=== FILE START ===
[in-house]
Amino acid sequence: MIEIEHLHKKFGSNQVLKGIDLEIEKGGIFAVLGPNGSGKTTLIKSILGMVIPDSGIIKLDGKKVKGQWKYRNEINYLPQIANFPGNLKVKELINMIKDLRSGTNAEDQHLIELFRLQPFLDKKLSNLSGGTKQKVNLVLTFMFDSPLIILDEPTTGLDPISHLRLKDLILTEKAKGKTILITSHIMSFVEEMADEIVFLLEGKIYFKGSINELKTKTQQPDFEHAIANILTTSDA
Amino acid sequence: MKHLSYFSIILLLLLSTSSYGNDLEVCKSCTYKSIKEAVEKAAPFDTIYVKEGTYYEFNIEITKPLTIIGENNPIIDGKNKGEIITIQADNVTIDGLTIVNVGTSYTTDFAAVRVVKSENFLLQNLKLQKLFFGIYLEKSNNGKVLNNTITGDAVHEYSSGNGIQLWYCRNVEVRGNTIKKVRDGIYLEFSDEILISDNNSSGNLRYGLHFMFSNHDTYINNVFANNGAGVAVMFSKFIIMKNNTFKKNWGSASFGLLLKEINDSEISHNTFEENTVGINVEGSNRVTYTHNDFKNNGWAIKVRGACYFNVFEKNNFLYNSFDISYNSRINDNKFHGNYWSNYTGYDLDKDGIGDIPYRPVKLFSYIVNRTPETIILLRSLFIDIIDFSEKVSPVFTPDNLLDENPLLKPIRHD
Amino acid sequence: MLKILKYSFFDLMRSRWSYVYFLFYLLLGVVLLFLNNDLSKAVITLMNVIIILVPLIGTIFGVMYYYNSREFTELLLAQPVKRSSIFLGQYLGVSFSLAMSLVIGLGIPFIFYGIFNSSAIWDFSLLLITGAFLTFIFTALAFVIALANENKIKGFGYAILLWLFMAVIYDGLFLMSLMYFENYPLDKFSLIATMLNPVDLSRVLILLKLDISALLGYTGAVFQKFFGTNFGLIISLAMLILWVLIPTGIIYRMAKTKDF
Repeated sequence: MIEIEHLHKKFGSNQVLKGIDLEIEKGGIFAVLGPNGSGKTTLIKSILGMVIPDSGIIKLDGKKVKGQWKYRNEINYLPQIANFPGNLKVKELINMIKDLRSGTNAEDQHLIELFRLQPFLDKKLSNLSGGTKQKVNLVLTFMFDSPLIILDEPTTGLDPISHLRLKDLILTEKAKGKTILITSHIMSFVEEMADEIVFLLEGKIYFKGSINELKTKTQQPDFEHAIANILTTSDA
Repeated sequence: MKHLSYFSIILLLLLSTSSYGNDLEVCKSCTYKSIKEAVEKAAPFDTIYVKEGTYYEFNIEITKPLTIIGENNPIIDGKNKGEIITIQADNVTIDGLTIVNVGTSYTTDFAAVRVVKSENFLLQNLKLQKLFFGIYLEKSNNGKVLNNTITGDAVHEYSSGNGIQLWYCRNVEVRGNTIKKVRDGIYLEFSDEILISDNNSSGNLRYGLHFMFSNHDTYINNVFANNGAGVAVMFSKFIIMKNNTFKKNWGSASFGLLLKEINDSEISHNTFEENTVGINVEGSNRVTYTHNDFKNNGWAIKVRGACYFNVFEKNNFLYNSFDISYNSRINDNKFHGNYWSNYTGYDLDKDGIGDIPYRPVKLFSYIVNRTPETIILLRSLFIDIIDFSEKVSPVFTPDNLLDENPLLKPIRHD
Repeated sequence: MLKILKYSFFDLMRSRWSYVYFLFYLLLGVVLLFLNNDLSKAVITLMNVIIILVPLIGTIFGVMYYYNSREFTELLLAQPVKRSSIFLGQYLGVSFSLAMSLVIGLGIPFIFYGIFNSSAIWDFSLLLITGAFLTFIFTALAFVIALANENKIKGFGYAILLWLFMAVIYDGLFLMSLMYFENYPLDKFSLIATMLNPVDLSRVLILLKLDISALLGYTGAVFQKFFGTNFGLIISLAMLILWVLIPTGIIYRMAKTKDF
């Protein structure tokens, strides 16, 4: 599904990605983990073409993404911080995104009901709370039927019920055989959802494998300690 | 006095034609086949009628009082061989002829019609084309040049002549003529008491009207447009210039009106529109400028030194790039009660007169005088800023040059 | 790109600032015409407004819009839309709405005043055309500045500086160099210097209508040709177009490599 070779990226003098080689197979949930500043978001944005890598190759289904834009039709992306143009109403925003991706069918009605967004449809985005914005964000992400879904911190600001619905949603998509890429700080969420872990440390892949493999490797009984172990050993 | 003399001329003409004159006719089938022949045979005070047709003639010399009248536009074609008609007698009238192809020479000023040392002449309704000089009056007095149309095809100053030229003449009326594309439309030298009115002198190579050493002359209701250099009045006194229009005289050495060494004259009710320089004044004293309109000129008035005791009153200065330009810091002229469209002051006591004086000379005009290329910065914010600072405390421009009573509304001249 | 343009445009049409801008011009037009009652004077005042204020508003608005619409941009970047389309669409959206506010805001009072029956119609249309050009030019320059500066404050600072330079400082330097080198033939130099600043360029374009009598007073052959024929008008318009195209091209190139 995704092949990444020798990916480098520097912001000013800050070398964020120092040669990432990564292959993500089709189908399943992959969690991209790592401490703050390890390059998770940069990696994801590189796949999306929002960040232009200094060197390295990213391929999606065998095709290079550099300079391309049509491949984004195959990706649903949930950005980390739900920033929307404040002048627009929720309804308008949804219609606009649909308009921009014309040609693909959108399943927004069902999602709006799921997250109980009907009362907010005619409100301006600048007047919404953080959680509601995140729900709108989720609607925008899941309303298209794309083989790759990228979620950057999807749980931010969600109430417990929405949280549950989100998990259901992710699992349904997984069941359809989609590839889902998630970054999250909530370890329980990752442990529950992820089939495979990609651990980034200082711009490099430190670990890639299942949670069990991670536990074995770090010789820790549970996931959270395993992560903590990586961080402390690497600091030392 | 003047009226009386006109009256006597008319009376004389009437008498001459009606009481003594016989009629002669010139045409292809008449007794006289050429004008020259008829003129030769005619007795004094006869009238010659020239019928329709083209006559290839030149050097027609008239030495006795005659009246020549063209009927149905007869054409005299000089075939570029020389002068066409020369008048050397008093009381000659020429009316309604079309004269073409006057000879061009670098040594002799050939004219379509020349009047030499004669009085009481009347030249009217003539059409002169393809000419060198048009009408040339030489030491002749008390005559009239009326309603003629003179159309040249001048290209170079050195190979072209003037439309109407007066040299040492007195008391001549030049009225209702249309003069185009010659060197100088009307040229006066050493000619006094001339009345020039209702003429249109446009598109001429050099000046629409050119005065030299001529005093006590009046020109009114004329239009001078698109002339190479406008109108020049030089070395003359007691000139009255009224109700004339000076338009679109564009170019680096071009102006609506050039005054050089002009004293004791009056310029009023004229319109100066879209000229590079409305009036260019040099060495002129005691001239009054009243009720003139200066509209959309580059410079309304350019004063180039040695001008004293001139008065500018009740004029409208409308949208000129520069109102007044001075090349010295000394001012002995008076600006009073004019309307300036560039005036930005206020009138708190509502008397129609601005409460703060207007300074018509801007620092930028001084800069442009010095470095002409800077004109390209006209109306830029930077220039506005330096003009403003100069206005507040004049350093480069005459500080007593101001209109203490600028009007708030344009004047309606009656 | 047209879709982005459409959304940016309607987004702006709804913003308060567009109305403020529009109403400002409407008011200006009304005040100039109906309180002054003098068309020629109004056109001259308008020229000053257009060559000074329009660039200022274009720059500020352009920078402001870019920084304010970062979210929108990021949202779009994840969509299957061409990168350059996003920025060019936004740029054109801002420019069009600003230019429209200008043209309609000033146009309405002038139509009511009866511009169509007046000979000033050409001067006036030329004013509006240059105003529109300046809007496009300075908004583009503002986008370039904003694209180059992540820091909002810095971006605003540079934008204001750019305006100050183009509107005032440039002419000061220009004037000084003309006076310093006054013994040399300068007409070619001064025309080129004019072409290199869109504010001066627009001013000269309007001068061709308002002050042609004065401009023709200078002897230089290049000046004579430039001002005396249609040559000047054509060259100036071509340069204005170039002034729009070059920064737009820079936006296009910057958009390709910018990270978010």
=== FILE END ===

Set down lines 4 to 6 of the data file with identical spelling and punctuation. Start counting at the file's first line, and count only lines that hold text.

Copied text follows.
Amino acid sequence: MLKILKYSFFDLMRSRWSYVYFLFYLLLGVVLLFLNNDLSKAVITLMNVIIILVPLIGTIFGVMYYYNSREFTELLLAQPVKRSSIFLGQYLGVSFSLAMSLVIGLGIPFIFYGIFNSSAIWDFSLLLITGAFLTFIFTALAFVIALANENKIKGFGYAILLWLFMAVIYDGLFLMSLMYFENYPLDKFSLIATMLNPVDLSRVLILLKLDISALLGYTGAVFQKFFGTNFGLIISLAMLILWVLIPTGIIYRMAKTKDF
Repeated sequence: MIEIEHLHKKFGSNQVLKGIDLEIEKGGIFAVLGPNGSGKTTLIKSILGMVIPDSGIIKLDGKKVKGQWKYRNEINYLPQIANFPGNLKVKELINMIKDLRSGTNAEDQHLIELFRLQPFLDKKLSNLSGGTKQKVNLVLTFMFDSPLIILDEPTTGLDPISHLRLKDLILTEKAKGKTILITSHIMSFVEEMADEIVFLLEGKIYFKGSINELKTKTQQPDFEHAIANILTTSDA
Repeated sequence: MKHLSYFSIILLLLLSTSSYGNDLEVCKSCTYKSIKEAVEKAAPFDTIYVKEGTYYEFNIEITKPLTIIGENNPIIDGKNKGEIITIQADNVTIDGLTIVNVGTSYTTDFAAVRVVKSENFLLQNLKLQKLFFGIYLEKSNNGKVLNNTITGDAVHEYSSGNGIQLWYCRNVEVRGNTIKKVRDGIYLEFSDEILISDNNSSGNLRYGLHFMFSNHDTYINNVFANNGAGVAVMFSKFIIMKNNTFKKNWGSASFGLLLKEINDSEISHNTFEENTVGINVEGSNRVTYTHNDFKNNGWAIKVRGACYFNVFEKNNFLYNSFDISYNSRINDNKFHGNYWSNYTGYDLDKDGIGDIPYRPVKLFSYIVNRTPETIILLRSLFIDIIDFSEKVSPVFTPDNLLDENPLLKPIRHD